Non-academic fees paid by undergraduates at the University of Western Ontario exceed this ranging, at more than $400 for the 2001-2002 academic year.
 For instance, the 2001-2002 UWO student council budget forecasts over $8 million in gross student fees, with a net $2.5 million remaining after transfers out.
 I was forced to become a member of the CFS after a referendum last spring among graduate students at the University of Calgary that saw only 14% voter turnout.
Ray Novak is a graduate student in the Department of Political Science, at the University of Calgary.
Canadian Student Review (published by The Fraser Institute) – Vol. 10, No. 4: December 2001
Ray♥Novak, the guardian at the PM’s door. [source]
Ray Novak, a man rarely spotted on the Ottawa social circuit. [source]
Ray Novak, who is Harper’s point man on government-to-government relations. [source]
Ray Novak: A committed monarchist who’s said to have driven the decision to put “royal” back. [see article below]
Source: The Hill Times
All’s quiet in the OLO on Parliament Hill
By PACO FRANCOLI
Published: Monday, 04/08/2002 12:00 am EDT
[…] Also tagging along with Mr. Harper as he makes his way to Ottawa will be Ray Novak. The 25-year-old graduate student, who acted as an assistant to Mr. Harper during the leadership race, is expected to become the new leader’s executive assistant in the OLO.
Novak’s young, staunchly conservative and on a serious roll
Stephen Harper’s executive assistant, Ray Novak, won’t be sitting on the sidelines when the party talks policy
By PACO FRANCOLI
Published: Monday, 05/20/2002 12:00 am EDT
Not too many 25-year-olds can boast to have the ear of the leader of her Majesty’s Loyal Opposition in Canada, but as Stephen Harper‘s new executive assistant, that’s exactly the position Ray Novak finds himself in.
The bespectacled man, currently on leave from the University of Calgary where he is pursuing grad studies, shouldn’t be all that surprised about his elevated status. His boss, after all, is known for surrounding himself with brainy, academic types for whom ideas and policies come first and politics a distant second.
Indeed, Mr. Novak fits neatly into Mr. Harper’s inner circle, one that includes such luminaries as Tom Flanagan. The University of Calgary politics professor and longtime Reform-Alliance adviser is himself on leave from his academic duties. He took over as Mr. Harper’s director of operations this month.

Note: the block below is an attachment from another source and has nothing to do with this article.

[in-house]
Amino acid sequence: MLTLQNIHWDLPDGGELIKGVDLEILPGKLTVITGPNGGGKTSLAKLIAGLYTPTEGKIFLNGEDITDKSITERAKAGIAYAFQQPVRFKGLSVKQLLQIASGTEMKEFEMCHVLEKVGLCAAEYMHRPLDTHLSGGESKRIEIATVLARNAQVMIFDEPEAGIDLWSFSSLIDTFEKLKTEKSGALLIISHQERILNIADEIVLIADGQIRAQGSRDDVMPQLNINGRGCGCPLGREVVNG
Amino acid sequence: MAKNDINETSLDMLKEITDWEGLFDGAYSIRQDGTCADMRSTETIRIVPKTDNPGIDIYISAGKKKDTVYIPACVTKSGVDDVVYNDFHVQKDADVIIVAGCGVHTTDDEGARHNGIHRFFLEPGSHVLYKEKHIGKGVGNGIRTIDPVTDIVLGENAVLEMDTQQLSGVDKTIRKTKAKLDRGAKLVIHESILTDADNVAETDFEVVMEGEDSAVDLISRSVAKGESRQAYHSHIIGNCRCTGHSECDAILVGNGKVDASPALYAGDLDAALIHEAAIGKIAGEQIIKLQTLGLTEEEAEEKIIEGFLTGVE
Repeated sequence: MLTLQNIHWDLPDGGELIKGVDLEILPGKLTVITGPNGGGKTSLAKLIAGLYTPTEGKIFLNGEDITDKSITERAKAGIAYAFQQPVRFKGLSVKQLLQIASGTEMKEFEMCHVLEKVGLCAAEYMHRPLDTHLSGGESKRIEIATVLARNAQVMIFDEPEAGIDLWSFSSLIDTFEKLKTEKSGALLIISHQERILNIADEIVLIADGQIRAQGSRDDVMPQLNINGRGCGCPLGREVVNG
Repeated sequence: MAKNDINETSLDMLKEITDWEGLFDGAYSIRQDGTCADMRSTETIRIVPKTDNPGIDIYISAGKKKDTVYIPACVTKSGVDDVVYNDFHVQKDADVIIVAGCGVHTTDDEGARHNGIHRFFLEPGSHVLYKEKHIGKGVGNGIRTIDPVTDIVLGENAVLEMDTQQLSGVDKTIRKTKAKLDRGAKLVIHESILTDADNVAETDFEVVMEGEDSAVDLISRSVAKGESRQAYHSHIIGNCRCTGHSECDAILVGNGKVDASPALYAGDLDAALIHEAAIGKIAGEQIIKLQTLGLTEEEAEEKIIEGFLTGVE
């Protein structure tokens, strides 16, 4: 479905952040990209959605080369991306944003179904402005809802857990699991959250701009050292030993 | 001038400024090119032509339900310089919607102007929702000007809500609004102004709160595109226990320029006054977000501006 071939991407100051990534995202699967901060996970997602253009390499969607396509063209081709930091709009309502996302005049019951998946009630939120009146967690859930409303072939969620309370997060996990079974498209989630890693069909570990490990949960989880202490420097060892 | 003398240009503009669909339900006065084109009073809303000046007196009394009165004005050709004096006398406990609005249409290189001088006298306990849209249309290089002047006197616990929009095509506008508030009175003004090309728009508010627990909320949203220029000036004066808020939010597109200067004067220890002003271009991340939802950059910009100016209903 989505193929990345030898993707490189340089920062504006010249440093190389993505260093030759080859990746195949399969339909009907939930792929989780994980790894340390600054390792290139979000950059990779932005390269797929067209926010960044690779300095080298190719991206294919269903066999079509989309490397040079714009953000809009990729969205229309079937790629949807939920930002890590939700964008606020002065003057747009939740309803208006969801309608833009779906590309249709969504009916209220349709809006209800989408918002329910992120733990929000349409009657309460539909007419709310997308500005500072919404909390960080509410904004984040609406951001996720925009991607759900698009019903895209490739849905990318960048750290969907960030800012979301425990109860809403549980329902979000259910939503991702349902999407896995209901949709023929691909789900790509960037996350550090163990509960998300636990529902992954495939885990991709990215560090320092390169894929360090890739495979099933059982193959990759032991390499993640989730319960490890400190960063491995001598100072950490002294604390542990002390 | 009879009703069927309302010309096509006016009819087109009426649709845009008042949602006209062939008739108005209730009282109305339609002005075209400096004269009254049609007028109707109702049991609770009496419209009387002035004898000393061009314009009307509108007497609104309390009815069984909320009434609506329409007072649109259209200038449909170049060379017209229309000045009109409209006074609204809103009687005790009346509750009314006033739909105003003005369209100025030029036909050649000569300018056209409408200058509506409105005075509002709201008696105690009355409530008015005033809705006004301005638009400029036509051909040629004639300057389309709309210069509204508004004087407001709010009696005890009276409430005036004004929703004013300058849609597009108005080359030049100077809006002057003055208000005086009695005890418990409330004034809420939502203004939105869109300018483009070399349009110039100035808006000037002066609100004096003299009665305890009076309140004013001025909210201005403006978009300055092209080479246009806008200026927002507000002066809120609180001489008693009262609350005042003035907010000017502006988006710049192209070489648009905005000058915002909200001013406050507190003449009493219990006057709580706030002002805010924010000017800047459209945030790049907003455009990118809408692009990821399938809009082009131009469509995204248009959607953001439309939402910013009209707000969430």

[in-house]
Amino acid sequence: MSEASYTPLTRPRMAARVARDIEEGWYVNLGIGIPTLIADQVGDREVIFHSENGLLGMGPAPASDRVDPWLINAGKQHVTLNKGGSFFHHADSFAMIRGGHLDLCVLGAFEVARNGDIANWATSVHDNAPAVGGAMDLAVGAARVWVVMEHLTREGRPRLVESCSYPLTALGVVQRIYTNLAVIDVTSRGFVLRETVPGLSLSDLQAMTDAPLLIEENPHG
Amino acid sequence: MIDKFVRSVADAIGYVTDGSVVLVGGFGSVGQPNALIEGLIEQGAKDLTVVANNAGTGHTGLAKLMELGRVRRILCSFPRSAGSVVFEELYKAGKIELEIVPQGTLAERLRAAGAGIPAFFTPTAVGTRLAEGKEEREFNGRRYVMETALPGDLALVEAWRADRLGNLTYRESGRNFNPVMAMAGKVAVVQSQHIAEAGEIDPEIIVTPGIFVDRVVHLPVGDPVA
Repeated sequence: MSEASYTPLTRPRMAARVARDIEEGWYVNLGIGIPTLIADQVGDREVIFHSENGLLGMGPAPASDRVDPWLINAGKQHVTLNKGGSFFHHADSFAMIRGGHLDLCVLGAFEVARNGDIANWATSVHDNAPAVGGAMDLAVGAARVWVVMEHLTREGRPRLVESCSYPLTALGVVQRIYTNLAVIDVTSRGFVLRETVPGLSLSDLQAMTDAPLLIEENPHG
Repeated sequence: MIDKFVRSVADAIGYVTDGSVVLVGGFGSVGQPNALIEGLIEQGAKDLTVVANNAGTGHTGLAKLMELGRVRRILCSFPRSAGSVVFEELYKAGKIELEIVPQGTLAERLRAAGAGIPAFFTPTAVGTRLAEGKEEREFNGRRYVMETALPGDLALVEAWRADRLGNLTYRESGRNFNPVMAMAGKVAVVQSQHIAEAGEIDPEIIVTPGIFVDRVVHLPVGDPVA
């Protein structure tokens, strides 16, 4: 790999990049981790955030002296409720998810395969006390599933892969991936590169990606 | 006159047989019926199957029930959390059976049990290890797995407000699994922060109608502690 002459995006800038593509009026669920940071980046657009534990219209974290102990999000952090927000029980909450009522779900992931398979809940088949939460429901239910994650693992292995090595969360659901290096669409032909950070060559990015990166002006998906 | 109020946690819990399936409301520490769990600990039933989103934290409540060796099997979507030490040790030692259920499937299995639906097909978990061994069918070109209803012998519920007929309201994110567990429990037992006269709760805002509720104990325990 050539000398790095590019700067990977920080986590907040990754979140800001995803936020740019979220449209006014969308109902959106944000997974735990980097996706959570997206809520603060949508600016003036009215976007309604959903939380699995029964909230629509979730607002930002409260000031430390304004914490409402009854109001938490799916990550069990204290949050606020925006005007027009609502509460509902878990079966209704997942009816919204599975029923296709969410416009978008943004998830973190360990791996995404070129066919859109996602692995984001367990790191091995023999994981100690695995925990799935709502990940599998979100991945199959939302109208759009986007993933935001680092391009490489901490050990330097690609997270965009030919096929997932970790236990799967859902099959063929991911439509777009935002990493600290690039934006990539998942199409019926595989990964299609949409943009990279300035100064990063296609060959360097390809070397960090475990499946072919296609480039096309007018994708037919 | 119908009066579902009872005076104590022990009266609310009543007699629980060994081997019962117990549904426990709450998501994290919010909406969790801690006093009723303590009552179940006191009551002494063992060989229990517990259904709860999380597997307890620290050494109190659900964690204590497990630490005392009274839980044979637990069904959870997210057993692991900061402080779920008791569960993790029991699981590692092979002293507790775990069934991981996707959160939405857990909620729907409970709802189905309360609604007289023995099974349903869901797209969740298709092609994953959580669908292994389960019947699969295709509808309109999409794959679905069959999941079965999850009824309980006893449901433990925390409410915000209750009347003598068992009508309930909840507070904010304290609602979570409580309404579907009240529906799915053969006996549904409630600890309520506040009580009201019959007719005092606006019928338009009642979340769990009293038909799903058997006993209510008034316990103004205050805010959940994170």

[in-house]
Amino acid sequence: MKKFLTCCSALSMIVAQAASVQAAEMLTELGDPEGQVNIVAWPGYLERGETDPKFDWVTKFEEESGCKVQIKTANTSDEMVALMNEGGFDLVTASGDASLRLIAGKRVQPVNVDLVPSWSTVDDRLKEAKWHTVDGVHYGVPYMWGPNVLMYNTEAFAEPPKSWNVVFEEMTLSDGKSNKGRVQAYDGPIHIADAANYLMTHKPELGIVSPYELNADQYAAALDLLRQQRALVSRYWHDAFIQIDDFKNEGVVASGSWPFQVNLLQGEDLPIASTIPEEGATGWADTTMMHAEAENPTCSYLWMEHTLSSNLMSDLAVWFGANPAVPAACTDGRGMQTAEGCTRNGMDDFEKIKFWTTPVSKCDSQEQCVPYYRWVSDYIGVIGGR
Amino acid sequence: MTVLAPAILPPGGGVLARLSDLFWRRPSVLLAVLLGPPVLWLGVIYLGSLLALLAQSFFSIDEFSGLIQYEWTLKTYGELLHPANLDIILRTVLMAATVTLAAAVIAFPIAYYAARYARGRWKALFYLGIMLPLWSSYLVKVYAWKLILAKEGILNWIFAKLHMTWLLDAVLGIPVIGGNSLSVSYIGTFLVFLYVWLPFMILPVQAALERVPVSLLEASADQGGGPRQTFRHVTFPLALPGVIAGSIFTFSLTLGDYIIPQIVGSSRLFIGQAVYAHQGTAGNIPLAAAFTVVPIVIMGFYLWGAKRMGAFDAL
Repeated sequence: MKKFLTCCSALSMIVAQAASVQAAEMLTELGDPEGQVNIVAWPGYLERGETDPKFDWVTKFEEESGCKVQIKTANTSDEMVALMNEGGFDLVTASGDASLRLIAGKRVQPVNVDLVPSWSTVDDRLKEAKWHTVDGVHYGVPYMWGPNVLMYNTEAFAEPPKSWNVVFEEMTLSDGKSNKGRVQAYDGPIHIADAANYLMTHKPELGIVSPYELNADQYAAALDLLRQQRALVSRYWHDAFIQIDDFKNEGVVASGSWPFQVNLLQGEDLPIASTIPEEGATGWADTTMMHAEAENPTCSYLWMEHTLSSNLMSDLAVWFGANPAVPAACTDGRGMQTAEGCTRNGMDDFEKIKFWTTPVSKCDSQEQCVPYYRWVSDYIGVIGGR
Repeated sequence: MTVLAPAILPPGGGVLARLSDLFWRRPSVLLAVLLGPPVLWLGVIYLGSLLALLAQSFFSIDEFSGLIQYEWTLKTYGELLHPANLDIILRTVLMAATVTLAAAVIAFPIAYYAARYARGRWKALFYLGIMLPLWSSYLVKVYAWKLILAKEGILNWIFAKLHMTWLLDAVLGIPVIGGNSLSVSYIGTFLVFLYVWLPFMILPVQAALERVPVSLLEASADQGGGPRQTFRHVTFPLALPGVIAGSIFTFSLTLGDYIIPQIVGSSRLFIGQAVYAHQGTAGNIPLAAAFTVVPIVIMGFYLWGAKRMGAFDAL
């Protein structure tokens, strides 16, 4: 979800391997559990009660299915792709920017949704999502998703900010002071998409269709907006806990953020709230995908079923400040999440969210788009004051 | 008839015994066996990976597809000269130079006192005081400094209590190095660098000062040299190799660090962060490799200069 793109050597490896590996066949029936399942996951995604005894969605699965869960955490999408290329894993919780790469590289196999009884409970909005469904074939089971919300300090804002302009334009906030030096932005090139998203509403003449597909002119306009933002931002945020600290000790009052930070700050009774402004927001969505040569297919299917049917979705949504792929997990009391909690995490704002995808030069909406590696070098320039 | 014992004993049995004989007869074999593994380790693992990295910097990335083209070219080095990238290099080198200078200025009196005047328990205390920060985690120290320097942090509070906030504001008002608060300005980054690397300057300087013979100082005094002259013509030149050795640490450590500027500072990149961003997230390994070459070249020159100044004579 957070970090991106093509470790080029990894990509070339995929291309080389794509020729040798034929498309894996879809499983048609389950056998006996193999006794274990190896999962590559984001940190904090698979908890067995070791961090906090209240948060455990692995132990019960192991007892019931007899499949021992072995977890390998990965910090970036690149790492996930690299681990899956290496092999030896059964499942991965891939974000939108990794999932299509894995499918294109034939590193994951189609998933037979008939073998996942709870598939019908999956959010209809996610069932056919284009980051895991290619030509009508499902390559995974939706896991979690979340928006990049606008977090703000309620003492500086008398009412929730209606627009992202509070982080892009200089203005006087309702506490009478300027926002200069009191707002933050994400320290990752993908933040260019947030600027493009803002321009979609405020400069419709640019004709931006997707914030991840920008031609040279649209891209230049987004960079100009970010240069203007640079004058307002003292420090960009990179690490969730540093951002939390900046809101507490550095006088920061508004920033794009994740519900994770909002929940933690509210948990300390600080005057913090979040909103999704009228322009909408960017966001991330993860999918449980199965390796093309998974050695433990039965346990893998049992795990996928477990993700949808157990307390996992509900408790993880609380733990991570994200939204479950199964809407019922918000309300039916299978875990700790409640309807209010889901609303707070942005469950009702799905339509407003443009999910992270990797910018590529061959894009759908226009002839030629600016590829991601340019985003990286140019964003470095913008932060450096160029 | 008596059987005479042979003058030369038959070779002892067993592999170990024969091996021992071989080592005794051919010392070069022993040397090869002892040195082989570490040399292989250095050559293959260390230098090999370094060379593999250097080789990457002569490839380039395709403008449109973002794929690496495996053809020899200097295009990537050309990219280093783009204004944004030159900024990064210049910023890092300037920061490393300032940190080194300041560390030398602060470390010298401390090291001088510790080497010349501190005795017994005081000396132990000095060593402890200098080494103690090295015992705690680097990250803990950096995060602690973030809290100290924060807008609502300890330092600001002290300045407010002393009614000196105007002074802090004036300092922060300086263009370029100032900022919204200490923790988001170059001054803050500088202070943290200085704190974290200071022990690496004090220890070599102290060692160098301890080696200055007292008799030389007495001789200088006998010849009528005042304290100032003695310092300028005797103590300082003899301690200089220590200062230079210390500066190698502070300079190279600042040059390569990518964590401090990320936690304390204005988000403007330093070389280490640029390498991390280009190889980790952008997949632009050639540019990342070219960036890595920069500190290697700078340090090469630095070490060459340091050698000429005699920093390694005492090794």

Mr. Novak is enrolled as a grad student in the same department where Mr. Flanagan teaches; previous to that, he earned a bachelor’s at the equally conservative political science department at Western University in London, Ont. As an undergrad, he was the university’s Reform Club president.
Like Mr. Flanagan, Mr. Novak is a committed neo-conservative and there is strong reason to believe he won’t be a passive observer when the party’s brain trust gets together to talk policy. It was his intellect which initially got him close to Mr. Harper in the first place. His thesis adviser at the University of Calgary, Rainer Knopff, introduced the two last year when Mr. Harper was still head of the National Citizens Coalition, a right-wing think-tank based in Calgary.
Mr. Novak worked on a research project called, “Partisan Report.” It was a sort of “voter’s guide” detailing where each party stands and votes on various issues, said Mr. Novak in a phone interview last week the day after Mr. Harper’s byelection win.
The assignment reinforced the young man’s long-standing position that the Tories are conservative only in theory.
“A lot of people would argue that the Alliance and Tories are 95 per cent similar,” he said. “I would argue, when you look at their Parliamentary performance alone, that there’s quite a gap there. It might mean that the upper echelons of the party might hold quite different ideological views on basic issues. That’s very pronounced in the House.”
Last fall, the Ottawa Valley native, who’s only 25, took the opportunity to air his findings in local newspapers. “On almost every bill involving major public spending, the chasm between the Alliance and the PC positions is striking,” he wrote in an opinion piece published by the Calgary Herald last November, adding: “Both the Alliance and the PCs defend their principles with eloquence during these debates. But they are fundamentally different principles.”
The article reads like a clarion call to Alliance members who think their party should unite with the Tories because they share similar concerns.
Mr. Novak has also echoed his boss’ hardline on appealing to soft-nationalists in Quebec. As an undergrad, he wrote a pointed letter to the editor of his school’s newspaper condemning then-Tory-leader Jean Charest and his caucus for not voting for the Calgary Declaration, a tool to building national unity. He accused Mr. Charest of “knowingly tolerating Quebec separatists within his own party.”